Steven Semes, associate professor and academic director of the Rome Studies Program, has been named the 2010 recipient of the Clem Labine Award. Sponsored by Restore Media, publisher ofTraditional Building and Period Homes magazines, the Labine Award goes to the person who has done the most to “foster humane values in the built environment.”
Semes will be honored October 21 in Chicago at the Restore Media Awards Dinner. The ceremony, which will also honor the 2010 Palladio Award winners, is part of the Traditional Building Exhibition and Conference, which will be held October 20 to 23.
Semes received the award for his work in preservation and sensitive design, as well as his articles, blogs, lectures and his 2009 book, The Future of the Past: A Conservation Ethic for Architecture, Urbanism, and Historic Preservation, which argues that context matters and new buildings and additions to old buildings should be harmonious with their neighbors.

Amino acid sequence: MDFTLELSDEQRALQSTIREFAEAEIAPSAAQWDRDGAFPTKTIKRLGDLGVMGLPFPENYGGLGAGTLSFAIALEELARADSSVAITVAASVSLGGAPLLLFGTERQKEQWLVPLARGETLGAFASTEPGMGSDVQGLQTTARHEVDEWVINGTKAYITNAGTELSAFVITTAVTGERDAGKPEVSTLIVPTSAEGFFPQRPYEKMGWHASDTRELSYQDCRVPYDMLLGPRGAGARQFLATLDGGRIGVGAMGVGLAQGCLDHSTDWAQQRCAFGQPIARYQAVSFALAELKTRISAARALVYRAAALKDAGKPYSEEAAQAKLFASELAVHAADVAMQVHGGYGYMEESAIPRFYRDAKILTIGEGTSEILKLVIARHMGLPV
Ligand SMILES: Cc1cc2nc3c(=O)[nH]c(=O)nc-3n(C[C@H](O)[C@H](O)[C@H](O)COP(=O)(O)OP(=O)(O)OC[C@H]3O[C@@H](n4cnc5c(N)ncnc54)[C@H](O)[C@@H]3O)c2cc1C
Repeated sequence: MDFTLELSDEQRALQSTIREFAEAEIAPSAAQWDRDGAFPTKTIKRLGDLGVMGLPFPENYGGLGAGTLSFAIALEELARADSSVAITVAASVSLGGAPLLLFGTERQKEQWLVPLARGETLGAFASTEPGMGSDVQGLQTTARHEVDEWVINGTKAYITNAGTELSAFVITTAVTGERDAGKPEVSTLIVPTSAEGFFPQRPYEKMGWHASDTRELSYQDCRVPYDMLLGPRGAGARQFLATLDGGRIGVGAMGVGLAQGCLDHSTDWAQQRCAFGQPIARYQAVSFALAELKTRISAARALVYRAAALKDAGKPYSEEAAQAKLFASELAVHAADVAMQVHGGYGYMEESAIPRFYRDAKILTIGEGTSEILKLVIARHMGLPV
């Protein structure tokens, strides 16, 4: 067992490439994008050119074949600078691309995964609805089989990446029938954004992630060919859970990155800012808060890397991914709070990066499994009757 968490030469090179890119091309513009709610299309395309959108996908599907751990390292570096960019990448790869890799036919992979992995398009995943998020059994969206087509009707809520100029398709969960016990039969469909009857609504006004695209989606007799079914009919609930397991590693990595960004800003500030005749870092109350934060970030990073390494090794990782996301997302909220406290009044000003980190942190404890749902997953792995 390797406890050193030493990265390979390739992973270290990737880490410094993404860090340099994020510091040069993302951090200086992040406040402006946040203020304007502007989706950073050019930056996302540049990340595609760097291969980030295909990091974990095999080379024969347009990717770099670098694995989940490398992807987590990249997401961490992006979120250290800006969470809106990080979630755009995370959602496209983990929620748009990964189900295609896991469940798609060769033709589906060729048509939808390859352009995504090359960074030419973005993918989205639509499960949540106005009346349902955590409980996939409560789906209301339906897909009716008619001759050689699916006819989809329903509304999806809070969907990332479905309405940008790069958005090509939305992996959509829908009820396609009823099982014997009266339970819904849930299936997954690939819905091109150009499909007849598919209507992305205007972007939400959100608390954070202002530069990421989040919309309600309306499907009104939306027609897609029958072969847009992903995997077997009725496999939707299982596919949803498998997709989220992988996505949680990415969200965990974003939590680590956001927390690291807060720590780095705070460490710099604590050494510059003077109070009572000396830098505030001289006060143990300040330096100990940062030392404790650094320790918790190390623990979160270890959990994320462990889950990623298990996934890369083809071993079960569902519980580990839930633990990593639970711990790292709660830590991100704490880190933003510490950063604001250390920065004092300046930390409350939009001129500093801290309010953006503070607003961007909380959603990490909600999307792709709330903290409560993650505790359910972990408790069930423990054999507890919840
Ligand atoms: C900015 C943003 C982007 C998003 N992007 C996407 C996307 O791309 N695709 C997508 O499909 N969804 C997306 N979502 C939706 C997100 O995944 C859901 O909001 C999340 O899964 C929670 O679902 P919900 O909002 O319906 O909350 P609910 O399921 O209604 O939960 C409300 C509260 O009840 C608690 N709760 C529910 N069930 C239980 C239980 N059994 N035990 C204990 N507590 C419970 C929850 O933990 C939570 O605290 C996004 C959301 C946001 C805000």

“The goal of the award is to honor an individual who, over an extended period of time, has demonstrated a personal commitment to infusing humane values into the creation of public and urban spaces,” says Clem Labine, founder of Traditional Building, Period Homes and Old-House Journal. “The award’s underlying conviction is that the humanist principles of the Classical tradition are essential to creating a civil society.”
Co-chairs of the Award Selection Committee Martha McDonald, editor of Traditional Building magazine, and Will Holloway, editor of Period Homes magazine, said Semes’ book is a major development in urban theory, and sets forth new criteria for what is appropriate in the creation of people-friendly civic spaces.
A practicing architect for more than 30 years, Semes has designed a wide variety of projects for preservation and new construction throughout the United States. He is also the author of The Architecture of the Classical Interior and a contributor to The Elements of Classical Architecture. His essays and reviews have appeared in the National Trust Forum Journal, Traditional Building, Period Homes, and American Arts Quarterly. He is a Fellow Emeritus of the Institute of Classical Architecture & Classical America.